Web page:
In the U.S.. full time Journalist are granted a “General License” to travel to Cuba and I’d always wanted to go when I was Executive Producing American Latino TV & LatiNation but time and expense prevented that from happening. However, when my former production partner, Renzo Devia asked me to come down to Cuba to help him with his huge documentary on the history of Afro Latinos I jumped at the chance.
I took video and camera equipment as any good journalists and curious documentarian would. The big joke before heading down was that if I found punks in Cuba, then punk truly is everywhere. Well guess what, Punk is alive and kicking in Cuba despite harassment and targeting by the very aggressive Cuban Police.
Calle G (AKA “G Street”), is also known as “Ave. de los Presidentes” or Presidents Avenue and is in a beautiful “upscale” neighborhood of Havana called Vedado. During the day this beautiful street is home to monuments and statues of Cuban heroes of the Revolucion and various other dictators Fidel approves of among a landscape of beautiful manicured shrubbery.
At night, it turns into a zone of discontent for “Los Freakies” (The Freaks) and this is where hundreds of “freaks” of every stripe come to get together. It’s truly a street party with Punks, Metal Heads, Goth, Emos and some regular Cuban young people get together to chat, party, join in sing alongs, etc.
At Calle G you forget you are even in Cuba and there are specific sections for specific freaks, though people tend to mix and mingle.
Finding punks took me and my cameraman about 10 minutes. We were interviewing some emo kids when up the street comes about 5 or 6 obvious punk rockers. We started interviewing them and the crowd starts to gather around us. It wasn’t like the U.S. where people are camera shy and sick of the media being everywhere, it was the opposite, they went nuts for the cameras and everyone wanted on “TV”. I wasn’t concerned for our safety but I was concerned for our cameras, because the crowd was getting bigger and bigger and I was afraid the ever present Cuban Policia would show up and shut us down and possibly confiscate our cameras as we didn’t have permits from the Cuban government to shoot. When I handed out the few Punk Outlaw stickers I had on me and people fought furiously for some cheap stickers that I can hardly give away in the U.S., it was obvious I was under prepared as I ran out in about 2 minutes, having left most of my cache back at my hotel.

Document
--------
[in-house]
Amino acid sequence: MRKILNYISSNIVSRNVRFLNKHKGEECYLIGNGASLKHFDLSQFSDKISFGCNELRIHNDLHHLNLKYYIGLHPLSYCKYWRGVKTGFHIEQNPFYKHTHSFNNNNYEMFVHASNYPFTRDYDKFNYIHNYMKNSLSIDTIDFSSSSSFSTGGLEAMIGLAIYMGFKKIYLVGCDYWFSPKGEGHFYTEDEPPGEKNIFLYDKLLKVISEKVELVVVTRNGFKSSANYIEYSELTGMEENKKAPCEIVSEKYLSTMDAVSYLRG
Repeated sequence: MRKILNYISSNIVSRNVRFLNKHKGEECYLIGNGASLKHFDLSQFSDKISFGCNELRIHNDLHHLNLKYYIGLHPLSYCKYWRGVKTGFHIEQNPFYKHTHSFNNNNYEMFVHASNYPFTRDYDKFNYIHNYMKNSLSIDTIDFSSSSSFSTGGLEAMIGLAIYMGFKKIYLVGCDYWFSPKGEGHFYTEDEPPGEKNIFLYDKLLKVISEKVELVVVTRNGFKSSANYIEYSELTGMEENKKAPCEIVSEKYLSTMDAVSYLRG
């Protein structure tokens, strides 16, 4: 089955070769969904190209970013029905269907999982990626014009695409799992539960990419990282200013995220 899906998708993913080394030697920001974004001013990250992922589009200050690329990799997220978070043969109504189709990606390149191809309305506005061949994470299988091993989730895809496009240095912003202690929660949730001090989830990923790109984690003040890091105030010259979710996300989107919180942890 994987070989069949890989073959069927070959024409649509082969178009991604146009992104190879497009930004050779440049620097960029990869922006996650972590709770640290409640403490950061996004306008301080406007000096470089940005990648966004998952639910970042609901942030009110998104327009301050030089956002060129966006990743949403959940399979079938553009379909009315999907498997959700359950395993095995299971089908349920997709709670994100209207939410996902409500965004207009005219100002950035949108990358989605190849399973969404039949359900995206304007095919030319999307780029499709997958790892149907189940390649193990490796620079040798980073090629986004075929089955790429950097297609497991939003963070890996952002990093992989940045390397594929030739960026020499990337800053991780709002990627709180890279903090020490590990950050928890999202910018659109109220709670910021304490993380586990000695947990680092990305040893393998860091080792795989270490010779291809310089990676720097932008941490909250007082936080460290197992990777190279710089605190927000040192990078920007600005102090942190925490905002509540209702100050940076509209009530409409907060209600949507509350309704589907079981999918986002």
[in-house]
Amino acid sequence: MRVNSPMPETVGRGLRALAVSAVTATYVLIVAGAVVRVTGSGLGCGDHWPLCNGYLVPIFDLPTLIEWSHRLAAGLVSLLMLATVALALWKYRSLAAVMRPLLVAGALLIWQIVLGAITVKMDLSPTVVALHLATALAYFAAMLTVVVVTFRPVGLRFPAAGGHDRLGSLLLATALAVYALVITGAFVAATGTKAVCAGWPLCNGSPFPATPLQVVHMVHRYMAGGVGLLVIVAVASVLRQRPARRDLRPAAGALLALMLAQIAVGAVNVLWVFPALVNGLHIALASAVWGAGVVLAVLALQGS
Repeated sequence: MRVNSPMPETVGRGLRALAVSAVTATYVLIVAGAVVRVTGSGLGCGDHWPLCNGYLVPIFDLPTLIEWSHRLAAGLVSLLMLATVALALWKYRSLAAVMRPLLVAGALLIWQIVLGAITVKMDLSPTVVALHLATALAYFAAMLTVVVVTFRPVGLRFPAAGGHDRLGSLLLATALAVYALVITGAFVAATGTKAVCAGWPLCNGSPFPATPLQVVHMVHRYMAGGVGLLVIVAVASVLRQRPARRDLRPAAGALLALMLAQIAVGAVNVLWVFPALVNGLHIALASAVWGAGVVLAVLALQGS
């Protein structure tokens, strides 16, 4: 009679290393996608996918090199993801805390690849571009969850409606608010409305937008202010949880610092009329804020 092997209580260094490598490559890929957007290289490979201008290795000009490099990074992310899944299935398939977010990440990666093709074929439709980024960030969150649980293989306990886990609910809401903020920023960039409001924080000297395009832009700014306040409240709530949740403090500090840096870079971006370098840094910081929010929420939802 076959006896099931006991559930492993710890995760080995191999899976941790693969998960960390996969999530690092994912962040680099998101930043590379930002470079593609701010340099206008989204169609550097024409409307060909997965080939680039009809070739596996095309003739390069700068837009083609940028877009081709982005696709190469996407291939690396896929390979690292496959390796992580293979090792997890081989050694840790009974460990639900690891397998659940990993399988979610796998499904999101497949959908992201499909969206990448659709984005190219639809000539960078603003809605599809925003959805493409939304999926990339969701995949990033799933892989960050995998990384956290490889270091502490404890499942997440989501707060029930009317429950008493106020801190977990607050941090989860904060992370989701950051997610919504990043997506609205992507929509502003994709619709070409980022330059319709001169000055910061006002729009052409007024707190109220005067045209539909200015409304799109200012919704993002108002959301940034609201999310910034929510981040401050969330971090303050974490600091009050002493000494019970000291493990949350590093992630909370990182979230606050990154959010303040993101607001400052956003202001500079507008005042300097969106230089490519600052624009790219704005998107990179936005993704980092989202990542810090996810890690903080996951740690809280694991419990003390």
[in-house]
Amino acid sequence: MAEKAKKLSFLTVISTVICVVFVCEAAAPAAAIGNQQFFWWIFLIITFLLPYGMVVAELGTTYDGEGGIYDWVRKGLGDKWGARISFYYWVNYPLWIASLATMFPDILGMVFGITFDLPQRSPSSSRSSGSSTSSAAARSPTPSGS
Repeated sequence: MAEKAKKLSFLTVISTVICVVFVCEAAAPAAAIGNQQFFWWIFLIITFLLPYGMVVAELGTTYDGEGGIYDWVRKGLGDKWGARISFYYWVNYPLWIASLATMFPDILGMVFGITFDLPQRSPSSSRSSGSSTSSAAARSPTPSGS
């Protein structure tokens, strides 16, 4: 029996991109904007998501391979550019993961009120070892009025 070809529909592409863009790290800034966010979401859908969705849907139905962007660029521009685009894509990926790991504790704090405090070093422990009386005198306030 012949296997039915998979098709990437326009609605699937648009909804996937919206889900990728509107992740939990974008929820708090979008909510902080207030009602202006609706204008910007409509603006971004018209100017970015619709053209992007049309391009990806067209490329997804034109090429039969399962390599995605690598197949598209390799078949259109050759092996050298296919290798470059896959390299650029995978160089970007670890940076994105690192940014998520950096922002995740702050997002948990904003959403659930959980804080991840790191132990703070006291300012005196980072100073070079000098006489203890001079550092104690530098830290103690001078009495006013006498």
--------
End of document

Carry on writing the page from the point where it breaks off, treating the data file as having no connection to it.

My amigo, camerman and translator that night Camilo, kept the interviews moving and we got quiet a few the first night. Unfortunately, during one interview, the Cuban Police showed up just before cameras were starting to roll and decided to arrest our main subject, an older (30 something), mohawked punk who was in a local punk band.
We decided to walk off during this interrogation, thinking we were making things worse for the poor bloke and his friends (and I will admit not wanting the police to confiscate our cameras). They arrested him on the charge of “talking to tourist” from what I understood after speaking with his friends after, despite the fact that we approached him. I still feel horrible about this but not sure what if anything we could have done to prevent it. One of his friends joked after, if an American or other tourist were to stab a Can 28 times, the police would arrest the Cuban for “getting in the way of the knife”.
From what I understand “Los Freakies” on Calle G are routinely targeted for harassment and arrest by the Cuban police and that is no surprise in Fidel’s Cuba. Hundreds of these folks were fully and freely expressing themselves, with their hair, their clothing, their conversations, their music and I guess that just doesn’t fly in communist Cuba. Its one of those places where if the president says your happy and content, then you are happy and content by God.
That being said, the police couldn’t haul the hundreds of Los Freakies to jail as they were grossly outnumbered and I assume any thought of rounding them all up via the military would have caused a hell of a stink and PR nightmare for Fidel and crew. Also, these kids struck me as largely middle to upper class with at least some limited access to the internet (compared to the average person in El Centro or the old city where they had almost no exposure to the outside world except of for the illegal TV Signals from the Spanish TV channel in Miami). The Punks and Los Freakies were not afraid, but were eager to talk to us, to share their stories with the world. Not one person we asked turned us down for an interview and many more begged us to interview them.
Cuba was full of surprises and contradictions I have lots more observations to share (as well as videos and anecdotes to come). But in the meantime here are a few photos from “Los Freakies” of Calle G who serve to remind of the importance of the punk philosophy of questioning authority. I feel a little better about the freedom of the Cuban people now that I know punk is alive and well there. You can see the rest of the photos at Punk Outlaw’s Flikr page